Beyond Urban: City-Region Food Systems for Resilient and Sustainable Development

A large share of the world’s population lives in urban areas, making cities a major cause of climate change. Food is especially relevant in this regard, calling for strategies that make food systems contribute to urban resilience. How this may look like can be seen when looking at the City Regions Food System presented by Michela Carucci, Roman Malec, and Guido Santini.

Addressing Food Systems at Urban and Regional Level

Most of the global strategies on climate adaptation and mitigation in cities focus on how to make clean energy and clean transportation the new norm. Whilst, efforts towards risk-sensitive sustainable food systems planning are still overlooked. Nevertheless, cities account for 70 per cent of global carbon dioxide emissions of which food is among the top five largest contributors. The global food system emits 21-37 per cent of the Earth’s greenhouse gases, with pre- and post-production activities included. A recent analysis suggests that 2.5 billion people, living in over 1,600 cities, will experience declining agricultural outputs, posing a tremendous challenge for residents and local authorities.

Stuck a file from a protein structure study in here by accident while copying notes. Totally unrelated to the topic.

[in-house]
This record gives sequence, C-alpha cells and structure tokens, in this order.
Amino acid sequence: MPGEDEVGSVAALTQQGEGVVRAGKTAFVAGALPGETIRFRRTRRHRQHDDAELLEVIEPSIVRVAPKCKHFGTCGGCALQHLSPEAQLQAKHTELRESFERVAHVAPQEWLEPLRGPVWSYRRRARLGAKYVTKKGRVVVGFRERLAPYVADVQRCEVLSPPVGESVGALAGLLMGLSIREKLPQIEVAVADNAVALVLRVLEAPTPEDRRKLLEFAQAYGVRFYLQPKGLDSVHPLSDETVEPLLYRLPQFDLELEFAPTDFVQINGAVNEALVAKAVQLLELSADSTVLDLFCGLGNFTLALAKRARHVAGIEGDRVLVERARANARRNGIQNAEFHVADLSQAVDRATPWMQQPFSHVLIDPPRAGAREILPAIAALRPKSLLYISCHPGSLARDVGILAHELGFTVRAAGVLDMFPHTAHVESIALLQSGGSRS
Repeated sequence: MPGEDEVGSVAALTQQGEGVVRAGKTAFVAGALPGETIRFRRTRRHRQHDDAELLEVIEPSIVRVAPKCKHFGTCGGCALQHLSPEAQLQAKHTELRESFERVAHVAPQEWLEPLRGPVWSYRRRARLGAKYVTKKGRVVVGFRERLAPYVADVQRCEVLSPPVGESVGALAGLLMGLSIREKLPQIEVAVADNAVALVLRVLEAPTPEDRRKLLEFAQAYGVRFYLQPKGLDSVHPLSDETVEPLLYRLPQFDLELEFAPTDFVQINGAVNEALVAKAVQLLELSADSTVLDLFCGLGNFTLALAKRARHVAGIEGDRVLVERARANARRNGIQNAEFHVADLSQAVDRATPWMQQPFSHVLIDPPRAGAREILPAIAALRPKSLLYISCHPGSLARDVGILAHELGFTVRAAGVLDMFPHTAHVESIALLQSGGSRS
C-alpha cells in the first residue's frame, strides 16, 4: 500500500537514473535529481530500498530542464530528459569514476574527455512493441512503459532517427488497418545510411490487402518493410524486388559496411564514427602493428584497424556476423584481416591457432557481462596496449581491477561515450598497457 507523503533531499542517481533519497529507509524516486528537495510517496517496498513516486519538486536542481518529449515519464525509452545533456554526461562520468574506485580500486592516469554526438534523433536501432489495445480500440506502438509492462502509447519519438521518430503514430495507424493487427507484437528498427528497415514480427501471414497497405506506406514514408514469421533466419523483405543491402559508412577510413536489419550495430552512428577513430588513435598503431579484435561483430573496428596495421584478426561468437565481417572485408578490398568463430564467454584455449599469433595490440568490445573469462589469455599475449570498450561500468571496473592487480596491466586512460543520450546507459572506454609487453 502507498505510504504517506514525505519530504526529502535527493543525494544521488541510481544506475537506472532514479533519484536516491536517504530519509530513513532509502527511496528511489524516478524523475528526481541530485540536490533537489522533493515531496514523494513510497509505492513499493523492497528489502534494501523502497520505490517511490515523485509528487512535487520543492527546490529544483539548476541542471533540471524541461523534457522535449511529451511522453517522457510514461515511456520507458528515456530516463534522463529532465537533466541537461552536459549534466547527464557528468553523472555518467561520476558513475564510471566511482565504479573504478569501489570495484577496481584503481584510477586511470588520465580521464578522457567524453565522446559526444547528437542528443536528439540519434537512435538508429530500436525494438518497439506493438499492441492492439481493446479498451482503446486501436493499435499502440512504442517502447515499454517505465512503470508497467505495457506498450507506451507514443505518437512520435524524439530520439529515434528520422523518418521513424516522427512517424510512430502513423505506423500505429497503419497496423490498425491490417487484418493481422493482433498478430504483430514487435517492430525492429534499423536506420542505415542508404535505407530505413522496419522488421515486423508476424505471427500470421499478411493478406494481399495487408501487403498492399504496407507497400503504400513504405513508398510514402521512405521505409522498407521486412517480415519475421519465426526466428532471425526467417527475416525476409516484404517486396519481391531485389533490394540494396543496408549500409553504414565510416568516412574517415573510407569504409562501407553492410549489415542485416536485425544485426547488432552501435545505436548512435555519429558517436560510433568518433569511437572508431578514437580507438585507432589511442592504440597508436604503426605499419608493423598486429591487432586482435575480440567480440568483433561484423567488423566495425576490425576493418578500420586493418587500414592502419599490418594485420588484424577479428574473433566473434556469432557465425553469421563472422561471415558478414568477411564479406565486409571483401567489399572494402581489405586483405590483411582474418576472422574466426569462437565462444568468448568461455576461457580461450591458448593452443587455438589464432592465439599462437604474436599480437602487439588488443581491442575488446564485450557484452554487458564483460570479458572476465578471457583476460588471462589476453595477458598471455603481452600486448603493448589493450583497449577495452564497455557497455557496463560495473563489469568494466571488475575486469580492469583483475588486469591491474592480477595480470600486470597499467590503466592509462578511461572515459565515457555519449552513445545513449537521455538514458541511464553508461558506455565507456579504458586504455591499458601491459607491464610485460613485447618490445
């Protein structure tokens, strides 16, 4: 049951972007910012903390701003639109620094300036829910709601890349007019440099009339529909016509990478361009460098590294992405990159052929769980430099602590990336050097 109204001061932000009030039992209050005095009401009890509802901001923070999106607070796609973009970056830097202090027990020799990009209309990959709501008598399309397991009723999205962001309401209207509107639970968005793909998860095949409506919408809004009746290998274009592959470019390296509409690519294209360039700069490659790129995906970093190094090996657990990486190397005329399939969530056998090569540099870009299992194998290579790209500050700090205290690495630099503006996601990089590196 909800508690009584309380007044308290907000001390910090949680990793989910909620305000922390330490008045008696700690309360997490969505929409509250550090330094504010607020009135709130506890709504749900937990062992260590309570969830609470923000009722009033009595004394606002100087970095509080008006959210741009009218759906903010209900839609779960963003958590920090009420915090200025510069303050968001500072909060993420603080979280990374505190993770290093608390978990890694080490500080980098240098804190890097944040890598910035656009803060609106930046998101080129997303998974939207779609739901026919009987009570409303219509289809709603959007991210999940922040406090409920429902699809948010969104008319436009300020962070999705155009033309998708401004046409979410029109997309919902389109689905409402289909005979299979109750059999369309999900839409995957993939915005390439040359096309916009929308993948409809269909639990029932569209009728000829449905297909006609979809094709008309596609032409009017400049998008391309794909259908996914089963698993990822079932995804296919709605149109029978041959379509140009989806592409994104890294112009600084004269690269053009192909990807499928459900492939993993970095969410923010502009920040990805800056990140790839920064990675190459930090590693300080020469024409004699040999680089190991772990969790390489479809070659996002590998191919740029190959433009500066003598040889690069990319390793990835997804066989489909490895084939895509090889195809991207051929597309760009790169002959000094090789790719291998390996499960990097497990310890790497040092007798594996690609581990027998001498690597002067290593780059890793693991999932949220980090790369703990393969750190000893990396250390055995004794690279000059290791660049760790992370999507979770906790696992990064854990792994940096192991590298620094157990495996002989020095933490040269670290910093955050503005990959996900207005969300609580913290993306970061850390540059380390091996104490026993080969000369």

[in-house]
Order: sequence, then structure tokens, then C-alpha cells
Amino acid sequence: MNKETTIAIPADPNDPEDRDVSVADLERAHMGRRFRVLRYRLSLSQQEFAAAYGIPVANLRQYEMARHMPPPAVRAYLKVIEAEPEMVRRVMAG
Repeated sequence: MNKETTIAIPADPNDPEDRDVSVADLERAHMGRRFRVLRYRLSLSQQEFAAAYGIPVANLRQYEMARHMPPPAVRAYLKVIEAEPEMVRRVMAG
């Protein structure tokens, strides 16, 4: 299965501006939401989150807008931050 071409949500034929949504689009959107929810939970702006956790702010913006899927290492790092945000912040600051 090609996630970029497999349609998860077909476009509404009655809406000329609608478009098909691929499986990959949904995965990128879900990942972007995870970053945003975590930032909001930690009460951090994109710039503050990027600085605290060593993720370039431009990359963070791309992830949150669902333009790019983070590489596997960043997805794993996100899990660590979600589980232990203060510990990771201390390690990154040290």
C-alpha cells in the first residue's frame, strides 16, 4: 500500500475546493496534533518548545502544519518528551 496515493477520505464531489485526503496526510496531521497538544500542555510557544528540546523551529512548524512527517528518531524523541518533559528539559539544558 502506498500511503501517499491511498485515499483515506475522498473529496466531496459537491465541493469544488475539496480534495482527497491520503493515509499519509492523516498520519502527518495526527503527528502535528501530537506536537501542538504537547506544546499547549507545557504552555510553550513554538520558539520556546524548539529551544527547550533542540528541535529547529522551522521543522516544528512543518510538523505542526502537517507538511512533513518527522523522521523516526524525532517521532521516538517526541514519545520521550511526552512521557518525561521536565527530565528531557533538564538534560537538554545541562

This decline could set off a chain-reaction that leads to increased food prices and reduced food security in many cities around the world. Meanwhile, the route from farmer to urban consumer is a long and winding one: climate change related impacts can disrupt it – be it crop production, transportation, processing, or retail. This results in food shortages especially after a major climate-related hazard. With 70 per cent of the global food supplyintended for urban food markets, cities are especially vulnerable to climate shocks and stresses.

At the same time, this highlights the importance of cities as actors in the battle against climate change and in developing resilience strategies. 60 per cent of the area expected to be urban by 2030 is yet to be built. Thus, planning resilient and sustainable food systems creates significant opportunities for climate resilience, mitigation, and adaptation, while, at the same time, generating jobs and improving food and nutrition security within the rural-urban spectrum.